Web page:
Totalitarianism In George Orwell's Animal Farm

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In 1945 George Orwell published his allegorical novel, Animal Farm. Although this satire primarily addressed the Bolshevik revolution in 1917, Orwell’s larger critique was at the root of totalitarianism. Through the destruction of the Soviet myth, Orwell hoped to revive socialist movements and expose the dangers of propaganda in a enlighten society. Many present ideas are expressed about culture and place that depict the time period of the represented in Animal Farm. Cultural ideas such as tyranny replacing tyranny, totalitarianism, class warfare and language as power are portrayed throughout the novel. George Orwell’s Animal Farm endorses ideas held by society about the Russian Revolution. He wrote this novella to bout against the idea of totalitarianism or total government control of the low, working classes that were controlled in the Russian Revolution.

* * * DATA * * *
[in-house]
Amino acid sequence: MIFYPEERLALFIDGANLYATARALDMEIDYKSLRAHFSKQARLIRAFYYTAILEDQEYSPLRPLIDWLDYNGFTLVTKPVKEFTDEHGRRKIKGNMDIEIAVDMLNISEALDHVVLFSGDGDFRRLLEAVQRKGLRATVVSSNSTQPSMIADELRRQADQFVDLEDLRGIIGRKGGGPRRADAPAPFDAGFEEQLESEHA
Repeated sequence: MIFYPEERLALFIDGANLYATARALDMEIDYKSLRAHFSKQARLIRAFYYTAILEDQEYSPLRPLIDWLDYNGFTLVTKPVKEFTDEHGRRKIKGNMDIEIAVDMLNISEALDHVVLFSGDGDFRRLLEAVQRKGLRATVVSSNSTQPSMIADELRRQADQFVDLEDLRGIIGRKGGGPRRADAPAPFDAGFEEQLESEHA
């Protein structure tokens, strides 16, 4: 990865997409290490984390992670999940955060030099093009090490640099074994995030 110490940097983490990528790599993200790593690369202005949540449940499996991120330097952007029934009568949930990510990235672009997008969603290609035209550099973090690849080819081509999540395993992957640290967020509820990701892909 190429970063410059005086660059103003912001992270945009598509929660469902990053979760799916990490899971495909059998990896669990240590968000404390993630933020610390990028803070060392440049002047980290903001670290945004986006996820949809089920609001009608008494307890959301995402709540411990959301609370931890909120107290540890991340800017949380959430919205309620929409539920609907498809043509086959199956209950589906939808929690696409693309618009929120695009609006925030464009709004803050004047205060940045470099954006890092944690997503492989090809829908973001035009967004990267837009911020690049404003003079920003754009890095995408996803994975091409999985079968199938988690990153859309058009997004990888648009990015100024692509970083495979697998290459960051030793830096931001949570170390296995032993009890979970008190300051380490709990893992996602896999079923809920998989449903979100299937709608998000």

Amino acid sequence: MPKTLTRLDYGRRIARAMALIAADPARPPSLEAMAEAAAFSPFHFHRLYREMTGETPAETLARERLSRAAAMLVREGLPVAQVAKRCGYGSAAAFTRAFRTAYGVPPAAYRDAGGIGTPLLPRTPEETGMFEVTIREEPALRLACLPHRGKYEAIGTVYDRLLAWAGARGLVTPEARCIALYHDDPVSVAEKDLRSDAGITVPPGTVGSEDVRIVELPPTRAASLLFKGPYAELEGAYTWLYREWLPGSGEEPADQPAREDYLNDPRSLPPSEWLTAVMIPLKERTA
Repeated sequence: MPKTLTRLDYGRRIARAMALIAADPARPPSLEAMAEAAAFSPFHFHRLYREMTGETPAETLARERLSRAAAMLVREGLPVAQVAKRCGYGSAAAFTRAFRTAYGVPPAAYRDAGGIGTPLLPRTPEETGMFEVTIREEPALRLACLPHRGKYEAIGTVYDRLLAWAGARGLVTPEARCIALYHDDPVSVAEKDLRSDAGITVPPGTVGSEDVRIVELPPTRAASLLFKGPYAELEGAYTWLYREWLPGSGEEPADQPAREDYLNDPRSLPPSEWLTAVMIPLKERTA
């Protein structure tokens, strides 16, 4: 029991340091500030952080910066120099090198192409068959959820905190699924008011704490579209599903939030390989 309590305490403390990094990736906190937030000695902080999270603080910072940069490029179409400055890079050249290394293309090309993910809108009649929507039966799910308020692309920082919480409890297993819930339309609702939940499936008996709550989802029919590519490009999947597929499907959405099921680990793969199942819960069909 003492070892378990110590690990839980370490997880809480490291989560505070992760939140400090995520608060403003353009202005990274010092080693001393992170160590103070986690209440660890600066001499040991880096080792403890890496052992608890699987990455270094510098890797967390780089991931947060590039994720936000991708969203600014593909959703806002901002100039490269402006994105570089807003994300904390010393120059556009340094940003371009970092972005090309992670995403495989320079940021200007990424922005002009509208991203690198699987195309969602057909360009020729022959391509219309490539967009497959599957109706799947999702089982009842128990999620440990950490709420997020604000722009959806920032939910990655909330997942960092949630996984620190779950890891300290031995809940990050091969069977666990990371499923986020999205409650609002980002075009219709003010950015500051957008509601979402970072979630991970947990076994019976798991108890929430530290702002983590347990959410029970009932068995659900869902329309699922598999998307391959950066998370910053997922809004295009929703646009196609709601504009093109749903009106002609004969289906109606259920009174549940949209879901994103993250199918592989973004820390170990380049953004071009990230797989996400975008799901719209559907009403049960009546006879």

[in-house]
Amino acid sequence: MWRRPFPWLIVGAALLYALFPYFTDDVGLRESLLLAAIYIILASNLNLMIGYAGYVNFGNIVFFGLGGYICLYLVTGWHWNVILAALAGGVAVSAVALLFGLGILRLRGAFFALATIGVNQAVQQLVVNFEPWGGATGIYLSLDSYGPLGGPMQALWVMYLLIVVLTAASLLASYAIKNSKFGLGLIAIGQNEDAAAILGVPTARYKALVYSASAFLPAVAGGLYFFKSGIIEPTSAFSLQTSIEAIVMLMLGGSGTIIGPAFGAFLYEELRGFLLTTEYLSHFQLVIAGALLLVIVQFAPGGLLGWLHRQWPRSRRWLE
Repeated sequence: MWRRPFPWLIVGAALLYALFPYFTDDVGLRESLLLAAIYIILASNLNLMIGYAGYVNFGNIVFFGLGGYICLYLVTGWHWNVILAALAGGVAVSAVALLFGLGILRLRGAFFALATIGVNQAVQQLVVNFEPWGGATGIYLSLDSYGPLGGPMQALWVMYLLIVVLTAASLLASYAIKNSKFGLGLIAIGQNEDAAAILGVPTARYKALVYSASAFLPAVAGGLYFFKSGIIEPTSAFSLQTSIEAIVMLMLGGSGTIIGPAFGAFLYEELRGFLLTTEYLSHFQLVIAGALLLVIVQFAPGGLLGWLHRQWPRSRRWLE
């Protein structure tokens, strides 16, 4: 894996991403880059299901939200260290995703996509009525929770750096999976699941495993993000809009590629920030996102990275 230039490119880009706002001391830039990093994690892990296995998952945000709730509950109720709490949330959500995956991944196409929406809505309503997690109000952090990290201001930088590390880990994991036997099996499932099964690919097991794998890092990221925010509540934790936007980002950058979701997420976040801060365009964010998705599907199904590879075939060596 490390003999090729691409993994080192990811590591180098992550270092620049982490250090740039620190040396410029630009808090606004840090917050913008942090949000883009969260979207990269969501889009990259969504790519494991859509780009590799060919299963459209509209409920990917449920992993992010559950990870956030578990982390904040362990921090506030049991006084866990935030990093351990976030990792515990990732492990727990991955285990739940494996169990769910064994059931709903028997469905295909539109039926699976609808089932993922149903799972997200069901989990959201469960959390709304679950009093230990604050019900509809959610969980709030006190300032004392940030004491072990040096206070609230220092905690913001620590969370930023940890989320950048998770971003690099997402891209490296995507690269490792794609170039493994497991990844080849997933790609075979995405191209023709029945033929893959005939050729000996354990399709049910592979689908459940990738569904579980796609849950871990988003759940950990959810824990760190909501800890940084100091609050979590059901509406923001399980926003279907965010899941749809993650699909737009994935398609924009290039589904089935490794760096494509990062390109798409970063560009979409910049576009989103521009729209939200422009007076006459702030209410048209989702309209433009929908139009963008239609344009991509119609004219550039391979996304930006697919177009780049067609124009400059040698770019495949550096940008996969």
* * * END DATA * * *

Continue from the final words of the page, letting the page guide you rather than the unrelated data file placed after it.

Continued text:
Orwell digs deep into the idea that as a tyrant is overthrown a new tyrant will take his place, such as Tsar Nicolas was taken over by Joseph
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Totalitarianism is when the government seeks to have control over all facets of human life such as what is seen in North Korea in present times. Orwell is against the idea of totalitarianism as it oppresses the lower classes and is oppressing the individuals for the needs of the state. This totalitarianism is what builds the Soviet Union scheme by lessening the working class and maximizing the “mind workers” power. The “mind workers” are the pig and they represent to core of the Soviet Union and more educated of the animal farm. Orwell first created the idea to criticize all acts of totalitarianism, as he believes in freedom for the working class. Since the working class did not have the power to step up against the revolution this idea worked as a governmental approach for many years and is still adopted in many parts of the world to control the public opinion and keep them
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